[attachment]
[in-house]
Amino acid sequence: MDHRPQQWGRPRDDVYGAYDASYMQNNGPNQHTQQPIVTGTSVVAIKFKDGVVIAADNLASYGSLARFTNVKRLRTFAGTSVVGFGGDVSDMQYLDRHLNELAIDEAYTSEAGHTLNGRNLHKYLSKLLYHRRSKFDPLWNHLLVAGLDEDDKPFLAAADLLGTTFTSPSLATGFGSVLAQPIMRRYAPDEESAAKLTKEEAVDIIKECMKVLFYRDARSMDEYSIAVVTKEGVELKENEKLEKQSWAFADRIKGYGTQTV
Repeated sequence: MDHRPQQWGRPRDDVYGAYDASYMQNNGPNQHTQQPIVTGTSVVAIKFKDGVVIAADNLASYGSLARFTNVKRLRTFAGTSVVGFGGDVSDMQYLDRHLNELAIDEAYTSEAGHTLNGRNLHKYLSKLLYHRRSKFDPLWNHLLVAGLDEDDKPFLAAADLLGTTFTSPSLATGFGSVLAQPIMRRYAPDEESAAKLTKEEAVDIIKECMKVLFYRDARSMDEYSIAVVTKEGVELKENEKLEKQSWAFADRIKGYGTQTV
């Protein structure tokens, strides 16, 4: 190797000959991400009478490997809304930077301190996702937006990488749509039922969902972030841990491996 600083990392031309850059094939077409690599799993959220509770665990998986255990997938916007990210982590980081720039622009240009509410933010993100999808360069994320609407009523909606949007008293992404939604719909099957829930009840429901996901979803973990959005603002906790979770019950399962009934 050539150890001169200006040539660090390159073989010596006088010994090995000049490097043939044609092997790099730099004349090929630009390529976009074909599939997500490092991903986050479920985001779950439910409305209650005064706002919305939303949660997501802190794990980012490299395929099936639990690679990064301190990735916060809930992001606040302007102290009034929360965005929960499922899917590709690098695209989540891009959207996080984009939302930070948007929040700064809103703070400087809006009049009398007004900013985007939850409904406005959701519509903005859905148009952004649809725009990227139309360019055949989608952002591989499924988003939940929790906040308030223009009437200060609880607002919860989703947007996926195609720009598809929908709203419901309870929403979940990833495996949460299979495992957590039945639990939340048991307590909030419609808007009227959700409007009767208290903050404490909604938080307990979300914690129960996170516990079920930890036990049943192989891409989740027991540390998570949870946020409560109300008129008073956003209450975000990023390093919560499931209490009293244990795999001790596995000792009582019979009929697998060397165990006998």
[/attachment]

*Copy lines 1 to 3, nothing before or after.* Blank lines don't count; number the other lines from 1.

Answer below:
[in-house]
Amino acid sequence: MDHRPQQWGRPRDDVYGAYDASYMQNNGPNQHTQQPIVTGTSVVAIKFKDGVVIAADNLASYGSLARFTNVKRLRTFAGTSVVGFGGDVSDMQYLDRHLNELAIDEAYTSEAGHTLNGRNLHKYLSKLLYHRRSKFDPLWNHLLVAGLDEDDKPFLAAADLLGTTFTSPSLATGFGSVLAQPIMRRYAPDEESAAKLTKEEAVDIIKECMKVLFYRDARSMDEYSIAVVTKEGVELKENEKLEKQSWAFADRIKGYGTQTV
Repeated sequence: MDHRPQQWGRPRDDVYGAYDASYMQNNGPNQHTQQPIVTGTSVVAIKFKDGVVIAADNLASYGSLARFTNVKRLRTFAGTSVVGFGGDVSDMQYLDRHLNELAIDEAYTSEAGHTLNGRNLHKYLSKLLYHRRSKFDPLWNHLLVAGLDEDDKPFLAAADLLGTTFTSPSLATGFGSVLAQPIMRRYAPDEESAAKLTKEEAVDIIKECMKVLFYRDARSMDEYSIAVVTKEGVELKENEKLEKQSWAFADRIKGYGTQTV